It has been way too long since I have provided an update on my project.  Many things have changed, and I want to share it all with you.

I started this project in the summer of 2018, so by the time of my last journal entry in May of 2019, I was still in the mode of enjoying the production of episodes.  We were well out of the 2018 political season, so my podcast episodes expanded to cover a wide range of issues including electric vehicles, sports, entrepreneurship and much more.  I enjoyed having many authors and other guests come into the podcast studio to share their projects and expertise.  I also had been doing many of my solo podcasts where I was able to express my own opinion. 

As we got into the summer of 2019, I realized that this was something I really wanted to transform from a hobby into a business venture.  I had visions of doing this project well into my retirement years and having it spin off a modest income.  A money-making operation was not my original objective, but I began to realize there was opportunity.  I certainly had the enthusiasm.  It was only a matter of figuring out a strategy.

There are only so many ways to make money directly from the podcast.  One option is finding advertisers, but it is a tough sell when your audience is so modest.  I knew if I were to find advertisers, it would require a great deal of hustle on my part and I would be selling them on being a supporter of the project because they liked what I was doing rather than it being something that was going to offer a return on their investment.  Plus, even if I did secure a sponsor or two, it would likely become a case of advertisers dropping out and needing to be replaced.  I decided I was not going to pursue this revenue stream until I had a significantly larger audience that would be attractive to an advertiser.  This would probably take some time because building a podcast audience is a slow process.

Another alternative is to have a subscription model that offered paid content to complement the podcast.  This could be a pre or post episode show only available to subscribers or bonus extended time with a guest.  But I was not sure how I could do that technically.

I also considered donations through Patreon.  I setup an account there and had one small donation from a good friend.  Still, I had mixed feelings about this.  On one hand getting donors for a podcast is quite common.  People want to support podcasters if they are delivering quality content.  But I also did not want to feel like I was begging for handouts.  This was also around the time that Patreon was getting a lot of heat for shutting down people’s accounts that expressed views they did not like.   I kept my Patreon page but chose not to promote it.  I may circle back to asking for donations at some point, but likely through my own website rather than through Patreon.

So, it became evident that I was not going to generate much revenue from the podcast itself.  Instead I needed to think about the project from a different point of view.  What I have to do is sell products and services that are consistent or complementary to podcast content.  In other words, I had to view the John Riley Project as more than just a podcast.  This instead needed to be an enterprise that created product, resold other company’s products, offered services and then then podcast would be just be one component of the overall project.  The podcast would need to be a marketing tool that attracted an audience, promoted my offerings and either generated leads or sold product directly.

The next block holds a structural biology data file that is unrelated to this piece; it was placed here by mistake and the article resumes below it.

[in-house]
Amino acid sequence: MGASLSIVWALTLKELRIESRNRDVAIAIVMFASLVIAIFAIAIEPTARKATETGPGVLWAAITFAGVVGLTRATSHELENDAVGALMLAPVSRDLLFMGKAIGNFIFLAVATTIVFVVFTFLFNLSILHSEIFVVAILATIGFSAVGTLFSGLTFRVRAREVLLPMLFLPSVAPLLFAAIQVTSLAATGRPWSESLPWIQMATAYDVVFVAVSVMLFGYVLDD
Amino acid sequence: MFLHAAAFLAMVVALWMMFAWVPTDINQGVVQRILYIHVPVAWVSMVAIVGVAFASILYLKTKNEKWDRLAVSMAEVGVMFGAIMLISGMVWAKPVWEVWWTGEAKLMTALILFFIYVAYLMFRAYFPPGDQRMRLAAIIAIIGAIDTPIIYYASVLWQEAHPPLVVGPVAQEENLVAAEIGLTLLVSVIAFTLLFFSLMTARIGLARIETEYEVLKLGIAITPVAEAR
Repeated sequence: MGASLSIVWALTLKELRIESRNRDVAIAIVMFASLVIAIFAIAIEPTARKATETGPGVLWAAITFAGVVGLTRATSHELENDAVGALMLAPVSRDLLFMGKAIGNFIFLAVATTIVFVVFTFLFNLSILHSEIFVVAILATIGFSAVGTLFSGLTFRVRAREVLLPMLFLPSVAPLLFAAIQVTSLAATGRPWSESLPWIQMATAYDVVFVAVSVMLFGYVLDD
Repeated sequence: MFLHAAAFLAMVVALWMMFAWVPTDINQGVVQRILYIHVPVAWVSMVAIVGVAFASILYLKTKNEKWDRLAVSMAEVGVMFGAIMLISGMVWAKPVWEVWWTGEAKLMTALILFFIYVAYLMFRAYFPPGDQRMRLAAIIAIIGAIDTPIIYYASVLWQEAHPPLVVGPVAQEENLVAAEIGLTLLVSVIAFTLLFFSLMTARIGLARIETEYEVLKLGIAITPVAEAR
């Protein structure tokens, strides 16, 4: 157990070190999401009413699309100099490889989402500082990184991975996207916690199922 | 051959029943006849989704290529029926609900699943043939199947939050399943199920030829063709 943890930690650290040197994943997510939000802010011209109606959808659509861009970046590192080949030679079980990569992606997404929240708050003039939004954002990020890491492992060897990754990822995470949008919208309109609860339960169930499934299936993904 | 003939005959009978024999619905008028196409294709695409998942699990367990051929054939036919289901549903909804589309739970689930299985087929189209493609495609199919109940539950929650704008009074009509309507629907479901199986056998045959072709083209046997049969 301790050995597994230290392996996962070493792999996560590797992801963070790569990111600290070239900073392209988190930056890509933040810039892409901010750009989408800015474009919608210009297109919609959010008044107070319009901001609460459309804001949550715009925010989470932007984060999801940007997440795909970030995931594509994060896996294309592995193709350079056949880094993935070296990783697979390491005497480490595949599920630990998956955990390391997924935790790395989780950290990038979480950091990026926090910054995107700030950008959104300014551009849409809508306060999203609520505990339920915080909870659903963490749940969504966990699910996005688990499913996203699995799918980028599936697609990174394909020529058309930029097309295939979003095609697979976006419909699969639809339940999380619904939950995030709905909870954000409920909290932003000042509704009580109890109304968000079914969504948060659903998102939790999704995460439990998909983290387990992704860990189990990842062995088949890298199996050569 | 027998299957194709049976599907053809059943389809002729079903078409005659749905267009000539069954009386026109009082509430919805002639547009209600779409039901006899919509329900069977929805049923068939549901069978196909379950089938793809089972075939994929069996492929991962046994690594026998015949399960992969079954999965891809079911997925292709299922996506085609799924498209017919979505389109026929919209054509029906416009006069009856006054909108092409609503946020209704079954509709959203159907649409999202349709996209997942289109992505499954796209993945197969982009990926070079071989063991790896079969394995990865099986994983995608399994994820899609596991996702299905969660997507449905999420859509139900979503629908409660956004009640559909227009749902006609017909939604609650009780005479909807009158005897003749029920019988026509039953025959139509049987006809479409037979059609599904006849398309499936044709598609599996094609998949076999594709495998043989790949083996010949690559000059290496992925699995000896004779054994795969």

Now it was a matter of what to sell.  What product would be consistent with the content I discuss on the podcast?  I decided that I had 6 basic categories of topics I discuss.  I called them “swim lanes” and they are:

  • Poway/San Diego/Local content (interviews with local personalities, discussion of local issues)
  • Politics/Liberty content (local and national politics, liberty-centric topics)
  • Entrepreneurship content (business owners, authors)
  • Electric Vehicle content (road trip journals, discussion of technology)
  • Self-Improvement content (self-help, mindset)
  • Sports content (Padres, Aztecs, local sports)

 

My plan was to create product aligned with these 6 swim lanes.  There were all sorts of products I could offer: online training, shirts/hats/mugs, a book, public speaking, professional products and services from my business and more.

The easiest place to start was a t-shirt.  But I did not want to maintain inventory, manage packaging and shipping and other tasks.  It had to be easy.  It had to be something that I could automate so the orders would flow and be fulfilled without being involved in coordination.  I discovered there is a business model setup for precisely this called Print On Demand (POD).  The two most popular companies are Printful and Printify and they offer a wide range of products that can be imprinted with all sorts of artwork.  This was perfect.

By this time, it was November 2019.  I went about creating a few websites to sell product.  I contracted with graphic artists on Fiverr.com that were really good and really inexpensive that created designs to suit my needs.  I organized the website to take credit cards with Stripe.  I integrated Printful’s API into the site so it can accept orders, produce the product on demand and then ship it to the customer while depositing cash in my account.  I setup the products in Printful and then synchronized them with the site.  I had multiple websites all setup with a perfect machine to sell and fulfill product.

But there were problems.  If you want to use a quality produced t-shirt blank, then the wholesale price is quite high.  When you add a reasonable margin to the product (I was aiming for keystoning at 100%), the retail price for the shirt is exceedingly high.  I experimented with lowering the profit margin to make the retail price more in line with expectations.  But even then, you could only clear about $10 per shirt, often less.  This would require selling volume to come up with any significant net income for the project.  But I wanted to get started, so I gave it a try.